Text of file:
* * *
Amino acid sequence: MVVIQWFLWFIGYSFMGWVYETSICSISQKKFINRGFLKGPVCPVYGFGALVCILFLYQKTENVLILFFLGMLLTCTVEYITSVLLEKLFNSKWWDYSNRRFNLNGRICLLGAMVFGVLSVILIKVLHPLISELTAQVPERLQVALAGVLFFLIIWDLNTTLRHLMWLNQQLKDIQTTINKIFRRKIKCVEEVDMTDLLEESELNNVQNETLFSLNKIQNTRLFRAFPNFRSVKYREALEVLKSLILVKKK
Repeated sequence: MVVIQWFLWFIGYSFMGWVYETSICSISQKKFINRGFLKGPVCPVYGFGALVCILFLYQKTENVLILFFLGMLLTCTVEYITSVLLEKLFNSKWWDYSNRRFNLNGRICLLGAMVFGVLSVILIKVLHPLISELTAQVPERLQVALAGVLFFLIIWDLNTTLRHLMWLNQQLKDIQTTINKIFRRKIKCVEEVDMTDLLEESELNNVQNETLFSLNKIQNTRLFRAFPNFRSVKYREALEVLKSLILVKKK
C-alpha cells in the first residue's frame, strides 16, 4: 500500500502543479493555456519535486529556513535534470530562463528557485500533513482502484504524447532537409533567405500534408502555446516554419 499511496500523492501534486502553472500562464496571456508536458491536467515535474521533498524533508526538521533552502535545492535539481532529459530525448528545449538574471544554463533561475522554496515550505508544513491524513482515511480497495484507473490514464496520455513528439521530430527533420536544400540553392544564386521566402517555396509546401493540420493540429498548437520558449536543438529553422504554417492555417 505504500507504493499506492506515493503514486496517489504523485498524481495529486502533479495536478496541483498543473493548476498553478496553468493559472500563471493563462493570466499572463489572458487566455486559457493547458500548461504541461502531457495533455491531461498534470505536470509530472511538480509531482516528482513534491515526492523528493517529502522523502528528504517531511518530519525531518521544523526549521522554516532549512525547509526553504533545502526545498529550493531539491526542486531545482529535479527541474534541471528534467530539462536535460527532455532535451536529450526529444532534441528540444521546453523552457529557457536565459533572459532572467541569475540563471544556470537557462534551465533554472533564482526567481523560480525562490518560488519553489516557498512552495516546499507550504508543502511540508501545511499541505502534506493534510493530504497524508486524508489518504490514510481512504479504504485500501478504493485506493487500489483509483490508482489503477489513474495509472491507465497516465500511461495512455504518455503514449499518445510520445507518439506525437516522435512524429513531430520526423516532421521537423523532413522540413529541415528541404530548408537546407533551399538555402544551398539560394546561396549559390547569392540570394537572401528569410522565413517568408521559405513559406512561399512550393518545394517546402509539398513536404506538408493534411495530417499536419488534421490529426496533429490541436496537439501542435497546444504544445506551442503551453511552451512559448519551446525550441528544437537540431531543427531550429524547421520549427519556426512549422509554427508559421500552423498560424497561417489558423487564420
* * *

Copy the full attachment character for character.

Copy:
Amino acid sequence: MVVIQWFLWFIGYSFMGWVYETSICSISQKKFINRGFLKGPVCPVYGFGALVCILFLYQKTENVLILFFLGMLLTCTVEYITSVLLEKLFNSKWWDYSNRRFNLNGRICLLGAMVFGVLSVILIKVLHPLISELTAQVPERLQVALAGVLFFLIIWDLNTTLRHLMWLNQQLKDIQTTINKIFRRKIKCVEEVDMTDLLEESELNNVQNETLFSLNKIQNTRLFRAFPNFRSVKYREALEVLKSLILVKKK
Repeated sequence: MVVIQWFLWFIGYSFMGWVYETSICSISQKKFINRGFLKGPVCPVYGFGALVCILFLYQKTENVLILFFLGMLLTCTVEYITSVLLEKLFNSKWWDYSNRRFNLNGRICLLGAMVFGVLSVILIKVLHPLISELTAQVPERLQVALAGVLFFLIIWDLNTTLRHLMWLNQQLKDIQTTINKIFRRKIKCVEEVDMTDLLEESELNNVQNETLFSLNKIQNTRLFRAFPNFRSVKYREALEVLKSLILVKKK
C-alpha cells in the first residue's frame, strides 16, 4: 500500500502543479493555456519535486529556513535534470530562463528557485500533513482502484504524447532537409533567405500534408502555446516554419 499511496500523492501534486502553472500562464496571456508536458491536467515535474521533498524533508526538521533552502535545492535539481532529459530525448528545449538574471544554463533561475522554496515550505508544513491524513482515511480497495484507473490514464496520455513528439521530430527533420536544400540553392544564386521566402517555396509546401493540420493540429498548437520558449536543438529553422504554417492555417 505504500507504493499506492506515493503514486496517489504523485498524481495529486502533479495536478496541483498543473493548476498553478496553468493559472500563471493563462493570466499572463489572458487566455486559457493547458500548461504541461502531457495533455491531461498534470505536470509530472511538480509531482516528482513534491515526492523528493517529502522523502528528504517531511518530519525531518521544523526549521522554516532549512525547509526553504533545502526545498529550493531539491526542486531545482529535479527541474534541471528534467530539462536535460527532455532535451536529450526529444532534441528540444521546453523552457529557457536565459533572459532572467541569475540563471544556470537557462534551465533554472533564482526567481523560480525562490518560488519553489516557498512552495516546499507550504508543502511540508501545511499541505502534506493534510493530504497524508486524508489518504490514510481512504479504504485500501478504493485506493487500489483509483490508482489503477489513474495509472491507465497516465500511461495512455504518455503514449499518445510520445507518439506525437516522435512524429513531430520526423516532421521537423523532413522540413529541415528541404530548408537546407533551399538555402544551398539560394546561396549559390547569392540570394537572401528569410522565413517568408521559405513559406512561399512550393518545394517546402509539398513536404506538408493534411495530417499536419488534421490529426496533429490541436496537439501542435497546444504544445506551442503551453511552451512559448519551446525550441528544437537540431531543427531550429524547421520549427519556426512549422509554427508559421500552423498560424497561417489558423487564420